Wisdoms From the Back of a Chipotle Bag

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I suddenly have the urge to busy myself with literally anything other than writing this blog post.

“I haven’t counted all my change or completely reorganized my entire room lately. I could binge watch all three seasons of Hannibal* or check out that Life is Strange game. Oh, you know what’s really great?! Books. I should go to the library and just read for like, weeks straight…”

And so goes my internal monologue, on and on, et cetera ad nauseam. But I fight it. And I’m actively fighting it as I type these words. Because I promised myself I’d write a blog post today, and that once I was done, I’d reward myself by having a daiquiri on a far away tropical island. And by “having a daiquiri”, I mean “reading a book” and by “tropical island” I mean in my backyard. Since we have a privacy fence now, I can be outside without having to see other people. Sounds like paradise to me.

As I was outside figuring out a good spot to set up camp, I checked on the garden. The first few weeks, it bore nothing but a mind-numbing anticipation for something– anything– to show promise of surviving. Today I have tomato plants that nearly come up to my waist and cucumbers slowly taking over the southwest corner of the garden. Even one of the few plants that I started from seed– a bell pepper plant I accidentally uprooted when weeding** was growing and beginning to bud.  There’s something to be said about holding out hope…

DBT has been simultaneously a blessing and a curse. It has both uprooted me from the understandings and way I’ve perceived the world since birth, and transplanted me to healthier growing conditions. It has completely crumbled the image I held of myself, allowing me to carve an identity of my very own for the first time in my 25 years on this earth. And that’s as terrifying as it is exhilarating…

I took this photo the other day to send to my hair stylist who had told me there was a way you could use paper bags to curl your hair?! “You were so right. A paper bag did just the trick!” I would say. And I’d laugh, and she’d laugh, and everyone else would laugh because I’m clever and hilarious and clearly not using humor as a way to disguise that I am, in every way, completely and totally overwhelmed with life right now, but doing my best to wade into these unknown waters just a little deeper…

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Wisdoms from the back of a Chipotle Bag

“Two-Minute Alchemy” By Paulo Coelho

“A legend tells of a man who used to carry water every day to his village, using two large pitchers tied on either end of a piece of wood, which he placed across his shoulders.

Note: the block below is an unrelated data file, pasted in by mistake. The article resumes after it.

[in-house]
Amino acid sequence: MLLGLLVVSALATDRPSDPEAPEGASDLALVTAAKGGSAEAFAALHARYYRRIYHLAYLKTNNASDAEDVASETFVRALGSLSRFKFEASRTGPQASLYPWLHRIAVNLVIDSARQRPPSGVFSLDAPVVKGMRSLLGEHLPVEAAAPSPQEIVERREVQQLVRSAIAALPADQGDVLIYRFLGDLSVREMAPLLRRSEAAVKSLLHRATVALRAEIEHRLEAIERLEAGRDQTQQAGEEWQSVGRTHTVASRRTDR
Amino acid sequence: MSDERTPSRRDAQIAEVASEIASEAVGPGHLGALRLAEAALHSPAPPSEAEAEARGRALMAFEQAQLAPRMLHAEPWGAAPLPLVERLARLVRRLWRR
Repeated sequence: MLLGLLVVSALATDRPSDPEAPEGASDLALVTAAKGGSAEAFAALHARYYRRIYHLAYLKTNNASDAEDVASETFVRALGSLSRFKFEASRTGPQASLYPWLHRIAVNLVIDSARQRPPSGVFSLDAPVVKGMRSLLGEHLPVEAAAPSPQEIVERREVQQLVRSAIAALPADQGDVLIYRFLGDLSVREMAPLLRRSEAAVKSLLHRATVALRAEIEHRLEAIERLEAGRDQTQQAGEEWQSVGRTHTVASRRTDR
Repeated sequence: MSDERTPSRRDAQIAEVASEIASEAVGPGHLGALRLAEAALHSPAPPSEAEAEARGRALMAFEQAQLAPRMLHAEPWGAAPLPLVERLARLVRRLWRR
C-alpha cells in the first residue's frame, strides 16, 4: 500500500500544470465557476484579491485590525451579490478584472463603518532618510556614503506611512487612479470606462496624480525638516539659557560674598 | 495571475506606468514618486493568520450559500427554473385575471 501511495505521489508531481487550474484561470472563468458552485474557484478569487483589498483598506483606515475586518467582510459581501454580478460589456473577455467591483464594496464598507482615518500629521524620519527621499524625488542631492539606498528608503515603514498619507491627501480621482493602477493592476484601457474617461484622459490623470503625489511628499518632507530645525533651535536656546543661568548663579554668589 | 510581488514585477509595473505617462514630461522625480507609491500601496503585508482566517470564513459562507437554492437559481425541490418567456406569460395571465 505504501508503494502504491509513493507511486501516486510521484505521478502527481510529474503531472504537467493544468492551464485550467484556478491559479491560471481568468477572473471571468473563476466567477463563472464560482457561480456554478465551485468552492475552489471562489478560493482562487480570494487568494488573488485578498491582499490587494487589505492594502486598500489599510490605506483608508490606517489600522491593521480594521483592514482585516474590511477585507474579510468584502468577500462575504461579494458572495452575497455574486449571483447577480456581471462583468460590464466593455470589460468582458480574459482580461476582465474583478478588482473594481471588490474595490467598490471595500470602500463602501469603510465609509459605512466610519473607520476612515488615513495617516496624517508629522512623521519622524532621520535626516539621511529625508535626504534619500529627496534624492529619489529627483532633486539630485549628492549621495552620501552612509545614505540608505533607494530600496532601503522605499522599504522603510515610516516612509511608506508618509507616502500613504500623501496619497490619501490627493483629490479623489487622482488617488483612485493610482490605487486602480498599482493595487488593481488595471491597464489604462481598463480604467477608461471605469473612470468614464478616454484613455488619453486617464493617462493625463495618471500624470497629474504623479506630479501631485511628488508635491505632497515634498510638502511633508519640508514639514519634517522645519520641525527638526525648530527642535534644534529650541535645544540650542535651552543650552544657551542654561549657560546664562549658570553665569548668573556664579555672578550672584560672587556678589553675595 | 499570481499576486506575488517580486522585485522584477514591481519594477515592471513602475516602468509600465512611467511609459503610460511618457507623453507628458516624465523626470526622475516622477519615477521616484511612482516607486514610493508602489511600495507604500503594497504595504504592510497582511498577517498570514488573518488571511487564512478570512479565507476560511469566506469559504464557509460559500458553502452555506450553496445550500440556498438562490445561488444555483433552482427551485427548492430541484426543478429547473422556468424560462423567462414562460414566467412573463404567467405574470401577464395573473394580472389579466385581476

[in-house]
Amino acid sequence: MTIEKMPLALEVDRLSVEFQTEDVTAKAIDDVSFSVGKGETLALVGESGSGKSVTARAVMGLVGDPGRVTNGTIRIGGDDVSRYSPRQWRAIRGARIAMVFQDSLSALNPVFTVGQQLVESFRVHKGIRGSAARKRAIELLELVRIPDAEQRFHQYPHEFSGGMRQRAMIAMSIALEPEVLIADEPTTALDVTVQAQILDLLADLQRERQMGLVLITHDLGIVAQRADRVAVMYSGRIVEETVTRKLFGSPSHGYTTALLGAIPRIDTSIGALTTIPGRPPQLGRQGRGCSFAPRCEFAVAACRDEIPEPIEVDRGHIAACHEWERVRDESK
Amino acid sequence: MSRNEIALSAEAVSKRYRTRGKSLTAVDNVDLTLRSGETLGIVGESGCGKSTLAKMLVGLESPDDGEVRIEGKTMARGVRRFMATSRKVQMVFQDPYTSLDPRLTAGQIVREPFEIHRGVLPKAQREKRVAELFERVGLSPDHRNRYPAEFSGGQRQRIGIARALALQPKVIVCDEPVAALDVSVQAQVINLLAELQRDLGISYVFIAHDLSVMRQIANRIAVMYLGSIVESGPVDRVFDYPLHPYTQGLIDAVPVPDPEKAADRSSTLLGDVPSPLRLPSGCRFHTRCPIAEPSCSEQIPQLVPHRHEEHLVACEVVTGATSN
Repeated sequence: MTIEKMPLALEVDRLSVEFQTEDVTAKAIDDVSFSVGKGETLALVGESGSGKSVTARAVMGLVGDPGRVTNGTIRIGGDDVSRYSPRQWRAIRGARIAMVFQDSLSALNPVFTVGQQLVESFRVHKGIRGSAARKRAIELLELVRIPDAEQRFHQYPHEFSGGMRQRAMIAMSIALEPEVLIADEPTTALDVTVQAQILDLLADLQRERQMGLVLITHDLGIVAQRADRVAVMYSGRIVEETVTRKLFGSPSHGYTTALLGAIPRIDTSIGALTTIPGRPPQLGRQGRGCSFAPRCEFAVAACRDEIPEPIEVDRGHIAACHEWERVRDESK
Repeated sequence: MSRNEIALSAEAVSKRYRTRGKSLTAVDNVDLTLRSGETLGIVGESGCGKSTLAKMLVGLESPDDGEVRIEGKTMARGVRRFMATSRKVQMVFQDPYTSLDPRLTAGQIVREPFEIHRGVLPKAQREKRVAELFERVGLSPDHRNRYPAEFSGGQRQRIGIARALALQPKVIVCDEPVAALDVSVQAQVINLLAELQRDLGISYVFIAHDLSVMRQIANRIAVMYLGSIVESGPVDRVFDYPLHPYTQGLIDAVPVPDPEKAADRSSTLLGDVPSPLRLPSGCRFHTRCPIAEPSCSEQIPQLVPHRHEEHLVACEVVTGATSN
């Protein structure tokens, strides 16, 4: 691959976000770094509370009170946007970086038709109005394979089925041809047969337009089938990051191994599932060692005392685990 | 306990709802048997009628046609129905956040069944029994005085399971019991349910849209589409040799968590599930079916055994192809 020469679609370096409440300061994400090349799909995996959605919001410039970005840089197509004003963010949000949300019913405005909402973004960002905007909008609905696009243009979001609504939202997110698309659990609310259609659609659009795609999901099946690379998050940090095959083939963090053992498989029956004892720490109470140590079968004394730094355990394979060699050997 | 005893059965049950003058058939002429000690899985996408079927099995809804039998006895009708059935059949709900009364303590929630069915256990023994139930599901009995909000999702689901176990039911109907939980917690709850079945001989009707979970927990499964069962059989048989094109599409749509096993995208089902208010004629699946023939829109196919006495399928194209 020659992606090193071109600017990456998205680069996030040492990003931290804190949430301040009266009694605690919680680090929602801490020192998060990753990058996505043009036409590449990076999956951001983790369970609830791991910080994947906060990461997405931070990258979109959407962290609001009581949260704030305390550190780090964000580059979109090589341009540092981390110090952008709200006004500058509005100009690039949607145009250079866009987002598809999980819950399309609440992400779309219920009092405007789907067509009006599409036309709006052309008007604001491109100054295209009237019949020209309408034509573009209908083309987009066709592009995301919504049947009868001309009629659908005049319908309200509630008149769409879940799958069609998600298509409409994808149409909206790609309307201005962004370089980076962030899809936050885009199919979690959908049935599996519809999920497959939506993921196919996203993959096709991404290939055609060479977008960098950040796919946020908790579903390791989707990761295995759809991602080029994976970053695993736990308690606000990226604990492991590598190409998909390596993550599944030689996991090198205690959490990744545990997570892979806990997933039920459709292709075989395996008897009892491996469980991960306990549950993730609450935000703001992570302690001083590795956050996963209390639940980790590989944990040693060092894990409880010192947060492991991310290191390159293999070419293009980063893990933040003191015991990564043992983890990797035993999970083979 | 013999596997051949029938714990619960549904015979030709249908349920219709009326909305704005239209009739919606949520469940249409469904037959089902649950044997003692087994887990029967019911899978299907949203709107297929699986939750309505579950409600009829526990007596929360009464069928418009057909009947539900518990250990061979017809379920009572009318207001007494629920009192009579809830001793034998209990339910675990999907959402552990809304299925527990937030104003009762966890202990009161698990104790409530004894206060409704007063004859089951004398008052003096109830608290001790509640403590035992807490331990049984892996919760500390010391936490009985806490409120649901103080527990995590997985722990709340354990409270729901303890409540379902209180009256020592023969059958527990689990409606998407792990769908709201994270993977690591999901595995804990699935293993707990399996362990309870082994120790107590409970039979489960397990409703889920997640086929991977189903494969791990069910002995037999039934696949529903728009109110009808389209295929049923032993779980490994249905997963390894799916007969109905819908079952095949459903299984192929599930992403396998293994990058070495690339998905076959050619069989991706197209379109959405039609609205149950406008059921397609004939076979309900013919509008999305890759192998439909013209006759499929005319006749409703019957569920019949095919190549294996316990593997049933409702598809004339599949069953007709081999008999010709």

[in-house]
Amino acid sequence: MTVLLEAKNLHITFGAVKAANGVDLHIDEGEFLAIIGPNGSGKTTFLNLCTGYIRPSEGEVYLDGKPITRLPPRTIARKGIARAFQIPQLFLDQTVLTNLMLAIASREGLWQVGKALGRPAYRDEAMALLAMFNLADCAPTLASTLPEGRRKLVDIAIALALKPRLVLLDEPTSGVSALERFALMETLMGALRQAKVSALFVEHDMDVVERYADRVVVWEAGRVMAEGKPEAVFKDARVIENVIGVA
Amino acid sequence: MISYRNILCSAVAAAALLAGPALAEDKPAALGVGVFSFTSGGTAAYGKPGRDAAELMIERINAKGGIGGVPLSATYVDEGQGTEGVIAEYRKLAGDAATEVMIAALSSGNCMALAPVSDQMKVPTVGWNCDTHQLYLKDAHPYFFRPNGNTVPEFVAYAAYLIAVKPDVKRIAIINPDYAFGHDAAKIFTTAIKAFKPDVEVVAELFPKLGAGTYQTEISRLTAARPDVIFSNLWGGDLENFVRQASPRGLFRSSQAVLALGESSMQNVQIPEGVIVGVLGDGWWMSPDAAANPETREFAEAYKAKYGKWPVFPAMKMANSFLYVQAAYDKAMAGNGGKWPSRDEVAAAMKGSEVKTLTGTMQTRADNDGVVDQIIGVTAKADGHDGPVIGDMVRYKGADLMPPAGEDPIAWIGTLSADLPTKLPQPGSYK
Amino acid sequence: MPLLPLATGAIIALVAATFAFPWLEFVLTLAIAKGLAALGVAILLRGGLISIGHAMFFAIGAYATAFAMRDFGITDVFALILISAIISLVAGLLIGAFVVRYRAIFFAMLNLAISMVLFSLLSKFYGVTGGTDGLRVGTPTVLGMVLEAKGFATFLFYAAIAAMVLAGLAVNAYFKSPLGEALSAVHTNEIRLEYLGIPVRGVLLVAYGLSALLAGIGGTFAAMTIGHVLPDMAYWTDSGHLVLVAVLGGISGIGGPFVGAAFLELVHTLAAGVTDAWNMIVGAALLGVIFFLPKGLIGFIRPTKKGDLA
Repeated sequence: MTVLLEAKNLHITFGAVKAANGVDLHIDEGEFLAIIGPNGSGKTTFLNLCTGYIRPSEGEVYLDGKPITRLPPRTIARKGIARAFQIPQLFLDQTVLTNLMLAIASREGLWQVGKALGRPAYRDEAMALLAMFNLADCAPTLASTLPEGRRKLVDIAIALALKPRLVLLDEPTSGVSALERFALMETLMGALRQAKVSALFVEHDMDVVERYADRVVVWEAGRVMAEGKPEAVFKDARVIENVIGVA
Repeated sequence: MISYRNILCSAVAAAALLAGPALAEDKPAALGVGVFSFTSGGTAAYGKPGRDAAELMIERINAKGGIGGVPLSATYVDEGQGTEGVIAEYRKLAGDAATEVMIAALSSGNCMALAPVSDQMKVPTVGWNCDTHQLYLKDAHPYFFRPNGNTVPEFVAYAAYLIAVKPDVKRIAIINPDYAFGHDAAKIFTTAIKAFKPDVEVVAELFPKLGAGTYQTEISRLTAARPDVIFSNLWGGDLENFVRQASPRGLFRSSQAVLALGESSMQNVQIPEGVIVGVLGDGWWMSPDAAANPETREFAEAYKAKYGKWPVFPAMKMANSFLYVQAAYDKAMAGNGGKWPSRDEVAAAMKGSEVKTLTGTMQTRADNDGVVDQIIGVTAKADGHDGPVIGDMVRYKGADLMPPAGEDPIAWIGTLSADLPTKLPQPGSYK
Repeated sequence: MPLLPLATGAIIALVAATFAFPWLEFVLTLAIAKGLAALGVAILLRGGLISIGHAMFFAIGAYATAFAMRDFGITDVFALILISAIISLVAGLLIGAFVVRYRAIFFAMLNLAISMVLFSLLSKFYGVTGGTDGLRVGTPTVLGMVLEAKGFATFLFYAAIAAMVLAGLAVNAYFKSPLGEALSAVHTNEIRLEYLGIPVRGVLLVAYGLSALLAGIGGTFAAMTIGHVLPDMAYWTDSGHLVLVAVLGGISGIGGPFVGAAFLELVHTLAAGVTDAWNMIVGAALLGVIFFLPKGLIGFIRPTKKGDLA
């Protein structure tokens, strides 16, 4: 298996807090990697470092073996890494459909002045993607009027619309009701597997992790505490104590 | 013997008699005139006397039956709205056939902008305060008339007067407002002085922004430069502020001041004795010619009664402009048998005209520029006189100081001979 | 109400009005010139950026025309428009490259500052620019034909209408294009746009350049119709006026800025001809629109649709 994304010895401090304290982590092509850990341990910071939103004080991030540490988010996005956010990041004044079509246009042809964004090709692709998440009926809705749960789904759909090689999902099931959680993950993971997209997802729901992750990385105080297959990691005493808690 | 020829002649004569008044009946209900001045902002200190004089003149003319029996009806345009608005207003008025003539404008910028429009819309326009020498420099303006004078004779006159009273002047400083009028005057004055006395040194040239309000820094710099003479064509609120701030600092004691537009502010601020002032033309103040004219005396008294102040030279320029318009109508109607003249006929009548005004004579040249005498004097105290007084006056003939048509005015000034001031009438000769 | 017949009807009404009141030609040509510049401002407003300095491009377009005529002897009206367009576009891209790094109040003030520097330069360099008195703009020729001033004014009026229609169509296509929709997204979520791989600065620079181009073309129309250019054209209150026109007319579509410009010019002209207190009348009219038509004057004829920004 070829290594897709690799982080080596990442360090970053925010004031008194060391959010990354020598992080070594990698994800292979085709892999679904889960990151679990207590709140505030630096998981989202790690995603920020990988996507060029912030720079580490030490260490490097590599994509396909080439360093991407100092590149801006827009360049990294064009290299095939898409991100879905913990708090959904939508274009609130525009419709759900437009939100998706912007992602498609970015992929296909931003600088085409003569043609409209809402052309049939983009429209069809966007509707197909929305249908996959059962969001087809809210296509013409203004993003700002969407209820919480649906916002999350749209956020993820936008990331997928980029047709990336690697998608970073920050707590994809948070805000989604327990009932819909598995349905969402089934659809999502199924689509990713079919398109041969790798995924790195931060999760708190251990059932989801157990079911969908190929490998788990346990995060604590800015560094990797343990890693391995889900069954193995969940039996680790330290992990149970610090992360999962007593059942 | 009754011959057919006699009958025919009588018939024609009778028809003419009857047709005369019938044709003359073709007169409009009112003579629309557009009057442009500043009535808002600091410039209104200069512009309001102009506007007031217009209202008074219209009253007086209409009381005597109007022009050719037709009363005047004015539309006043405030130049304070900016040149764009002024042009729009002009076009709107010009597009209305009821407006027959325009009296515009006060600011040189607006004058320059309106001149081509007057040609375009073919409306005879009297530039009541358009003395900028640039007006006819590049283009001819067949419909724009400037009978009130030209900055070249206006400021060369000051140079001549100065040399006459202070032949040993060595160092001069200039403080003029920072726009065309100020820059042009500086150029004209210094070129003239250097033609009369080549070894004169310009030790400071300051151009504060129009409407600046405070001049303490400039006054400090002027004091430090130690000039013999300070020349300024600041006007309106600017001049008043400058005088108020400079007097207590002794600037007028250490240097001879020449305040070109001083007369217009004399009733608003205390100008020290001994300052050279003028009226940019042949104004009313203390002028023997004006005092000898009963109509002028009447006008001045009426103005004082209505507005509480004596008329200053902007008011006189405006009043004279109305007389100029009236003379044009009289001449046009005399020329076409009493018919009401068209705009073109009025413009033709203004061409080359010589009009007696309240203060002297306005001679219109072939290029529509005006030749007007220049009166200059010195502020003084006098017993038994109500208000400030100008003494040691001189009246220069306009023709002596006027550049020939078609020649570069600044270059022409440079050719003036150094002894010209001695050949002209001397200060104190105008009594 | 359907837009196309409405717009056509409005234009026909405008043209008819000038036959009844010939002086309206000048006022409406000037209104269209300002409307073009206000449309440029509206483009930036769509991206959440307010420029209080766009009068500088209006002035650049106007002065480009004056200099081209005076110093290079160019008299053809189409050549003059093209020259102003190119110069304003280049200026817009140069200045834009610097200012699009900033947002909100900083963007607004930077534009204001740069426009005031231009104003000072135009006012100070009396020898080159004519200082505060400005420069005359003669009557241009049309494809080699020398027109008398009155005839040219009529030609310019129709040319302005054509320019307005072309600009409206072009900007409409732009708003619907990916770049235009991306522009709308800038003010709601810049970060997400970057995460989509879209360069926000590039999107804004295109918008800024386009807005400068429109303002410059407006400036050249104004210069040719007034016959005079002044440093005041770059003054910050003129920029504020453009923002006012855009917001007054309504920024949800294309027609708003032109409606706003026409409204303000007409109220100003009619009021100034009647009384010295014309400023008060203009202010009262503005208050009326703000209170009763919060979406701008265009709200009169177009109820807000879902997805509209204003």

One of the pitchers was older than the other and was full of small cracks; every time the man came back along the path to his house, half of the water was lost.
For two years, the man made the same journey. The younger pitcher was always very proud of the way it did its work and was sure that it was up to the task for which it had been created, while the other pitcher was mortally ashamed that it could carry out only half its task, even though it knew that the cracks were the result of long years of work.
So ashamed was the old pitcher that, one day, while the man was preparing to fill it up with water from the well, it decided to speak to him.
‘I wish to apologize because, due to my age, you only manage to take home half the water you fill me with, and thus quench only half the thirst awaiting you in your house.’
The man smiled and said: ‘When we go back, be sure to take a careful look at the path.’
The pitcher did as the man asked and noticed many flowers and plants growing along one side of the path.
‘Do you see how much more beautiful nature is on your side of the road?’ the man remarked. ‘I knew you had cracks, but I decided to take advantage of them. I sowed vegetables and flowers there, and you always watered them. I’ve picked dozens of roses to decorate my house, and my children have had lettuce, cabbage, and onions to eat. If you were not the way you are, I could never have done this. We all, at some point, grow old and acquire other qualities, and these can always be turned to good advantage.'”

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*Again… >.>

**Weeding would be the generous way of putting it. It was more just haphazardly tearing up the area around the plants with a garden hoe. Not entirely effective, but fairly cathartic…